Every Weekday, Zikoko’s Citizen will explain the biggest issues in Nigeria’s politics and policies, especially as it affects you – the Citizen.
Look, “The Lost Okoroshi” is not the only thing that is being lost nowadays. Just two days ago, Nigeria made its closing argument in an Italian Court over an oil case that has spanned 22 years and has cost us roughly 2 trillion naira in bad deals.
Below, we give a quick snapshot of the most important moments in the Malabu Oil/OPL 245 scandal. Your fave, Hushpupppi, could never. Trust me.
March 10, 1995
Sani Abacha, Nigeria’s military dictator, appoints Dan Etete as Nigeria’s Minister of Petroleum.
April 24, 1998
Daniel Etete forms and registers Malabu Oil and Gas Limited, while serving as Petroleum Minister.
The company has three shareholders: Mohammed Sani Abacha (son of late Sani Abacha), Kweku Amagagha (one of Etete’s alias) and Hassan Hindu (wife of Hassan Lawal, a former Nigerian high commissioner to the UK).
Five days after Malabu Oil and Gas Ltd is formed, Abacha awards OPL 245 and 214 to it. OPL 245 contains 9 billion barrels of oil. Etete pays only $2 million of $20 million ‘signature’ fee.
President Olusegun Obasanjo revokes Malabu’s licence, over corruption investigations. Obasanjo invites International Oil Companies (IOCs) to bid for OPL 245 licence. Shell, who was Malabu oil’s ‘technical partner’ in the previous licence grant wins OPL 245 new licence, after bidding $210m, $150m more than nearest challenger ExxonMobil. Malabu is angry that Shell has ‘acted irresponsibly’ because Shell already had ‘inside knowledge’ of the oil block while serving as their technical partners.
Malabu petitions the national assembly who conclude that the licence grant to Shell was done mala fide (in bad faith), and that the licence should be given back to Malabu Oil and Gas Ltd.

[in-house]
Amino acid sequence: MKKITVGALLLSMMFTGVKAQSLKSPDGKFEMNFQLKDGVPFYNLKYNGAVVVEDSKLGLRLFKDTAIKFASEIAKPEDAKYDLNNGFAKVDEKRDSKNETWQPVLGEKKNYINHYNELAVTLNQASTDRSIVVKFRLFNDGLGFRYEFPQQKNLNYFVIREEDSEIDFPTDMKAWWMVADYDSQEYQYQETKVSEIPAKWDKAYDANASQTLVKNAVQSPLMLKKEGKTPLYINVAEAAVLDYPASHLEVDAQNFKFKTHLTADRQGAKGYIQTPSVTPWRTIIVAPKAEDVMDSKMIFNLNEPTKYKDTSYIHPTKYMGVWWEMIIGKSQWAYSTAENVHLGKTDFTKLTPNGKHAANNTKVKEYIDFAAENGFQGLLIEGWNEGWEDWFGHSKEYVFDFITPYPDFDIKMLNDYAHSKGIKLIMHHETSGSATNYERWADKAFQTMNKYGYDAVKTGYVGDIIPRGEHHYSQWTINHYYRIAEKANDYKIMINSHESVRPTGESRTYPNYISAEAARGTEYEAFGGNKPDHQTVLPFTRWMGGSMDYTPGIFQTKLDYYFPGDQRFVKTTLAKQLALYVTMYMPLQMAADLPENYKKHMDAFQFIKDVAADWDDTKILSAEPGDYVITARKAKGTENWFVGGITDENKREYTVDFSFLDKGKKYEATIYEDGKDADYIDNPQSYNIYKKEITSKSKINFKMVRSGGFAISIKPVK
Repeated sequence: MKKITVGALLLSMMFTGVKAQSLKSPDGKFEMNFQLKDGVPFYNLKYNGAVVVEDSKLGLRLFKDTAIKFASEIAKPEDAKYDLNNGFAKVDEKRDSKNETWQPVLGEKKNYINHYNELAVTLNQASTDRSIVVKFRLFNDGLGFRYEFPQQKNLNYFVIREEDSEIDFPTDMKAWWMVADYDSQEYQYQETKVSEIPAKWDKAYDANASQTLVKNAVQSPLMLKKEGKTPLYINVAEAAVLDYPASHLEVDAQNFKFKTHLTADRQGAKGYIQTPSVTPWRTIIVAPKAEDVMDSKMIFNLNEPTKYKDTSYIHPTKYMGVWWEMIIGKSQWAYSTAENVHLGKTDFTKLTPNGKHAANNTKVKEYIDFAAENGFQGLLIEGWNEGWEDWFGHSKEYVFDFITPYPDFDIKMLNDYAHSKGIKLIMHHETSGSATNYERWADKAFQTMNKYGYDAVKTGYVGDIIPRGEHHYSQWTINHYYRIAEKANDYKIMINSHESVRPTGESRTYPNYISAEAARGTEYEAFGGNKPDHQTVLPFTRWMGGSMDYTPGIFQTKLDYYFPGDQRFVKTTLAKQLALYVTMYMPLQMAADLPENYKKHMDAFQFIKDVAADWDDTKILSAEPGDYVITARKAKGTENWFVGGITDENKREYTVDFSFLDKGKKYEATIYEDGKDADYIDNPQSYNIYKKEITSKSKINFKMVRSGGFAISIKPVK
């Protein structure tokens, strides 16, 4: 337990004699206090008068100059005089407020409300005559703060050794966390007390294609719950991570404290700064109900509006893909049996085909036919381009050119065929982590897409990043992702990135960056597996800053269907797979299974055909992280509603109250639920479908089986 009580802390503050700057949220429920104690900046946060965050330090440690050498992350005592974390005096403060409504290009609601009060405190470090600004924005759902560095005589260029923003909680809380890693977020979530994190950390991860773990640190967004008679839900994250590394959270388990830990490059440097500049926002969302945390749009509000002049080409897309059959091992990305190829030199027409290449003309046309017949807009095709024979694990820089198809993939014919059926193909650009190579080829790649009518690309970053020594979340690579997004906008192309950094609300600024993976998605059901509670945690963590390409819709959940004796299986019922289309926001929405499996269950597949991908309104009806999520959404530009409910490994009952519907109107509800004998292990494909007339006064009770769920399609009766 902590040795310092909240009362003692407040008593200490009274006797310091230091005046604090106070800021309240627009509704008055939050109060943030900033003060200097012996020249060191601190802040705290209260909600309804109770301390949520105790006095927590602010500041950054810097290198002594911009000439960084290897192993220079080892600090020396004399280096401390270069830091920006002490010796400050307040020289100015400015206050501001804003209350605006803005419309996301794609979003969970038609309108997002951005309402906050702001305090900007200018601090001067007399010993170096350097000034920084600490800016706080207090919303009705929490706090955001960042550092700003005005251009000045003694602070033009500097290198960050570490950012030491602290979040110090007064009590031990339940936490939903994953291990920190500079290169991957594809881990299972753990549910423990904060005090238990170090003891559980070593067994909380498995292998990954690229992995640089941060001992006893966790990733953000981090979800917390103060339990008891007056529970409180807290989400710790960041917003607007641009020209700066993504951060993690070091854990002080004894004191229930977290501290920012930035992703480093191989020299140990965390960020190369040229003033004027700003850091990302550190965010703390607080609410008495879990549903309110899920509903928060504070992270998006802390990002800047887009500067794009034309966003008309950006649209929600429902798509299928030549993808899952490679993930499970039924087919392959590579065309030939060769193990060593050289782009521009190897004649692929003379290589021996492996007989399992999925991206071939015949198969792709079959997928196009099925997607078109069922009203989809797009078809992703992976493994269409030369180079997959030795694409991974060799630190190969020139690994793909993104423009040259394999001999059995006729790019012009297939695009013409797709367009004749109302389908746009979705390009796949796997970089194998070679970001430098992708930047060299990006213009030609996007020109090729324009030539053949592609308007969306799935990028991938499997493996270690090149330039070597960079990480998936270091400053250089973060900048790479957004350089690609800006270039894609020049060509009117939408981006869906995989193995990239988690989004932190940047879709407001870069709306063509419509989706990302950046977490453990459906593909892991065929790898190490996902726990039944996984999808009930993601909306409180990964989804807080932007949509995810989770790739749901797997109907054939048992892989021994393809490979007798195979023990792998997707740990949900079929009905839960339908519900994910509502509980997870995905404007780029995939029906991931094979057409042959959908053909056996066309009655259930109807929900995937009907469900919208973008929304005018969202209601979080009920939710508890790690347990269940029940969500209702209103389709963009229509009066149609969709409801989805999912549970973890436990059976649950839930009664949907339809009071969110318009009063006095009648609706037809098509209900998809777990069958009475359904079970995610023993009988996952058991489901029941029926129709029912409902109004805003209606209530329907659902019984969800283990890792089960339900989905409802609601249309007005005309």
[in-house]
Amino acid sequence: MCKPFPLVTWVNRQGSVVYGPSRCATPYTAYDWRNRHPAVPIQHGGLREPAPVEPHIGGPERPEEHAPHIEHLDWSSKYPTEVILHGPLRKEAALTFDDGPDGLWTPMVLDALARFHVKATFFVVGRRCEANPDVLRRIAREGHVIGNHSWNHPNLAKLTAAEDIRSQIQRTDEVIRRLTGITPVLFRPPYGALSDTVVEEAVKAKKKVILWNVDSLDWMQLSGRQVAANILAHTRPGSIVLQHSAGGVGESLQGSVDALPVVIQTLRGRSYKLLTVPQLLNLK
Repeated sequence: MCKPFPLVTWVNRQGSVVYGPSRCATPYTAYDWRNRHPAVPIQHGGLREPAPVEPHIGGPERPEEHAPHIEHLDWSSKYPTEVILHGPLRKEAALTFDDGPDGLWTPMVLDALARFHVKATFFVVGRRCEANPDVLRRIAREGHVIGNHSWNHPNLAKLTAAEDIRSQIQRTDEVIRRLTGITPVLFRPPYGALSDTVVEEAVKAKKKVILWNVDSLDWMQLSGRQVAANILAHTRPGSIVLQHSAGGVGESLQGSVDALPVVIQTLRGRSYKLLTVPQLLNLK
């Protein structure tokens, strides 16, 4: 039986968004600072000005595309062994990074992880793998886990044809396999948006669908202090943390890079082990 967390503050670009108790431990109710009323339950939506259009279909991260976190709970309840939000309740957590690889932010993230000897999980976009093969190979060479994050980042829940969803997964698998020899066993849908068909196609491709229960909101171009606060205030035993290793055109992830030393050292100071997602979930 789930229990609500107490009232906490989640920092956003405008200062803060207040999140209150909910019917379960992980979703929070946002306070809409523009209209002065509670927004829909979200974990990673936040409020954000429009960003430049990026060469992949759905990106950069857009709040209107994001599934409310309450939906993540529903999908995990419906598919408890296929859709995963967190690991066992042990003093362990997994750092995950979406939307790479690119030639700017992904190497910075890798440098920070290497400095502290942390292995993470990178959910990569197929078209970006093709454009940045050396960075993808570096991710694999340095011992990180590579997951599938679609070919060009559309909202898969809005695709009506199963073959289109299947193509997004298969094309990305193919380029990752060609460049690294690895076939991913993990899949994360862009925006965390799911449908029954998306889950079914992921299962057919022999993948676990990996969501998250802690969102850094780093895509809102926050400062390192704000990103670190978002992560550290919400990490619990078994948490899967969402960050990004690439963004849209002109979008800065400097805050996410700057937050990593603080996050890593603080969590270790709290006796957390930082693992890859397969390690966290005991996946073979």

OPL 245 licence reverts back to Malabu Oil after Malabu took the Government to court for failing to comply with the National Assembly’s resolutions.
Case is settled out-of-court with Edmund Daokuru, Nigeria’s Minister of state for petroleum resources confirming that Malabu now has 100% licence of OPL 245. Reports say Malabu paid a $210 million signature bonus.
According to leaked emails, Etete asks Shell to make an offer of 40% stake in OPL 245. Shell’s then Chief Executive officer, Peter Voser allegedly writes: “If at nearly 70 years old he (Etete) turns his nose at $1.2bn, he’s completely certifiable”.
Goodluck Jonathan’s administration confirms Malabu Oil licence holders of OPL 245. Meanwhile, Jonathan was a former tutor to Etete’s kids.
In a series of deals arranged by Diezani Allison Madueke, Shell would pay the $210m signature bonus to the government, then Shell and Eni would pay a further $1.1bn to the government, which would be then paid to Etete and other ‘middlemen’.
Meanwhile, international banks flagged the wire transfer as the government tried to pay Etete his $1.1 billion cut.
Buhari becomes President and EFCC begins investigation of OPL 245 licencing, which it considers “corrupt and bad value”.
Nigeria’s lawyers make closing argument for Nigeria in an Italian court. Says Nigeria should be paid $1.1 billion for all the money lost in the OPL 245 corrupt deals.
An oil block of 9 billion barrels of oil that should have fetched Nigeria over N2 Trillion Naira within the past 22 years has fetched us almost nothing, and our country is still massively underdeveloped. In short, we need to really do better, as a country.
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